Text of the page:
"In more recent years, there's been recognition from the local and particularly the national level that call takers and dispatchers are the first responder," he said.  "We've got call centers using medical protocols, and some of the bigger ones deliver a baby a week.  If somebody gets shot, they're doing first aid by phone before anybody gets there.  This isn't clerical work."

John Ferraro, who oversees about 60 dispatchers as deputy director of DuPage Public Safety Communications, or DUCOMM, was among those eager to review the NIU study.  He said the call center has come a long way over the years to beef up assistance for dispatchers who may be overstressed.

"I like to think we're proactive," he said.

Ferraro said managers are trained to identify situations that might be particularly upsetting, and dispatchers are encouraged to leave their desks and talk with a supervisor after a "tough call."

In the past five to seven years, he said, dispatchers also have become regular invitees to stress-debriefing meetings with police, firefighters and other front-line responders.

"It's just about everyone kind of talking about it and feeling better about it," Ferraro said.  "It helps not only with the stress of the situation, but it helps them to hear what the responders were dealing with.  Kind of the group hug feels good."

Ferraro said call takers also can receive counseling through an employee assistance program, and several were sent to a training seminar last year on dealing with stress.  For Kieveno, it eventually became too much.

In late 2007, the Sugar Grove woman left her job with Tri-Com Central Dispatch in Kane County after realizing she'd become somewhat "indifferent," a disposition she attributed to years of burying her own emotions.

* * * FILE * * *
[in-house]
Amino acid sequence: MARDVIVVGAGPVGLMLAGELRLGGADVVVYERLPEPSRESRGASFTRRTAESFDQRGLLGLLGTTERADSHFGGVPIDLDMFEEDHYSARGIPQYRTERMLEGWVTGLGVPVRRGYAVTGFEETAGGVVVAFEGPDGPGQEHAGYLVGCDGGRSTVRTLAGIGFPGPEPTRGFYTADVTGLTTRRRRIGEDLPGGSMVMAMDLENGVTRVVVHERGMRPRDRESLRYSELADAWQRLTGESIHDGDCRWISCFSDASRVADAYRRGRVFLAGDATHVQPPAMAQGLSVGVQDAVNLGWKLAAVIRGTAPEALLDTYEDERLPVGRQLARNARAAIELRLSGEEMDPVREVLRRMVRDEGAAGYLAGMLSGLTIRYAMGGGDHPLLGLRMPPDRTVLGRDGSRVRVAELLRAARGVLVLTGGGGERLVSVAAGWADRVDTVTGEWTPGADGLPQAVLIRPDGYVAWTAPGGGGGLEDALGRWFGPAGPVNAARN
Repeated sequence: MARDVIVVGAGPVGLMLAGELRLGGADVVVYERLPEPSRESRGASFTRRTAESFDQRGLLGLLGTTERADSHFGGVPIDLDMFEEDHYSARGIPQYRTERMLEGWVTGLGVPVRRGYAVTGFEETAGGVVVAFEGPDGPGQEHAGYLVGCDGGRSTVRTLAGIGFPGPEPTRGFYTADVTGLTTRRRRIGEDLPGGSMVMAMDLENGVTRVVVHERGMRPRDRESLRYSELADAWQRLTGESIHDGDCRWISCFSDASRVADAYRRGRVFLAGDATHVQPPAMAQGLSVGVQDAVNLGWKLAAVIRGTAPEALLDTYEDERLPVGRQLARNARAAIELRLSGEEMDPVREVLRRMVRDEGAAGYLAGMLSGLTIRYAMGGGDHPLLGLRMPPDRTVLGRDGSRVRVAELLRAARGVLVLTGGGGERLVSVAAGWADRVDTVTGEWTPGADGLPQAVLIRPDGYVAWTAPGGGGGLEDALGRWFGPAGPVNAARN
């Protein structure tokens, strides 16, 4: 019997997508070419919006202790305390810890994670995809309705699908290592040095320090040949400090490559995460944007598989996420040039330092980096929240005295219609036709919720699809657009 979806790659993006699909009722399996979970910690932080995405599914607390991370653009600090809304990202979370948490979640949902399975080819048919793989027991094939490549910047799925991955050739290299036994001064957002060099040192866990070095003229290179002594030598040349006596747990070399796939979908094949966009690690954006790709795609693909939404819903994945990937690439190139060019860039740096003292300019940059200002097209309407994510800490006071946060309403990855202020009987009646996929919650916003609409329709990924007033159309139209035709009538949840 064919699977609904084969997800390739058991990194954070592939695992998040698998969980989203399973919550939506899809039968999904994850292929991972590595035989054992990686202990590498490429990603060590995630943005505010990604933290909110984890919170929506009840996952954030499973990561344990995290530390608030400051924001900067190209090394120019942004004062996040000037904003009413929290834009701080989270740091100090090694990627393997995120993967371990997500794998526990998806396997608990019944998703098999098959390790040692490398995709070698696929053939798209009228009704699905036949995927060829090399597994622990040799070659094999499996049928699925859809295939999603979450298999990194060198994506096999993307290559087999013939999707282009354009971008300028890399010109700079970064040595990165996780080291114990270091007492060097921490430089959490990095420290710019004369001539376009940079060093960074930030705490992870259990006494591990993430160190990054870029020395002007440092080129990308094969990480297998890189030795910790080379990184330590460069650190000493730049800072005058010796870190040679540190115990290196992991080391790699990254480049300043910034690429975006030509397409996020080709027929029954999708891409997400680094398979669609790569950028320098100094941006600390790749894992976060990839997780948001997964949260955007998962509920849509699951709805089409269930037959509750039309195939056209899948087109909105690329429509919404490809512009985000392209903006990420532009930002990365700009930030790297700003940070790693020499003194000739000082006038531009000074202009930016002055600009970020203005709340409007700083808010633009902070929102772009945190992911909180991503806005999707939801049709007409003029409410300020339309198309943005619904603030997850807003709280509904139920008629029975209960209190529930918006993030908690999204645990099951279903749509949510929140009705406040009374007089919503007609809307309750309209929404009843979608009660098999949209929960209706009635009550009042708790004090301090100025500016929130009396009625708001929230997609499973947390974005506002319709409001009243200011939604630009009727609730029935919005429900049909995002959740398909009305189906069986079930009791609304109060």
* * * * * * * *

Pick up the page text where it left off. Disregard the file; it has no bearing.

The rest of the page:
Kieveno still speaks fondly of her days as a dispatcher, but says she feels healthier at her desk job with the Geneva Fire Department, where she's an administrative assistant.

"You really don't realize how it impacts so many areas of your life until you don't do it," she said.  "It kind of becomes your nature."

Emergency Dispatching: Not for the Faint of Heart

Taken from EMS1.com, 11/21/11
Written by Jorge Valencia, The Roanoke Times

ROANOKE, Va. - The hallway to Roanoke County's emergency call center is lined with photos of recruits from recent years.

The other day, Aleta Coleman, a longtime supervisor, was listing the places some now work.

From 2003's class, one left for Carilion Clinic.  From 2004, one left for the Internal Revenue Service.

From 2006, one left for the Virginia State Police.  From 2007, one left for a local restaurant.  From last year, one left for Franklin County's call center.

"Do you know how much time we spend training these people?  And we spend a lot of time before anyone even starts training," she said.  "It's very disheartening."

The Roanoke County center and others in the Roanoke Valley fit a trend:  They lose about two of every 10 dispatchers every year, which is the national average, according to the Association of Public-Safety Communications Officials.

This means that, even if one in 10 Americans doesn't have a job, the managers of these centers are permanently recruiting.

In Roanoke County, department managers are looking to trim their selection process from eight weeks to five by testing and interviewing people at an open house on Saturday.  They have four vacancies.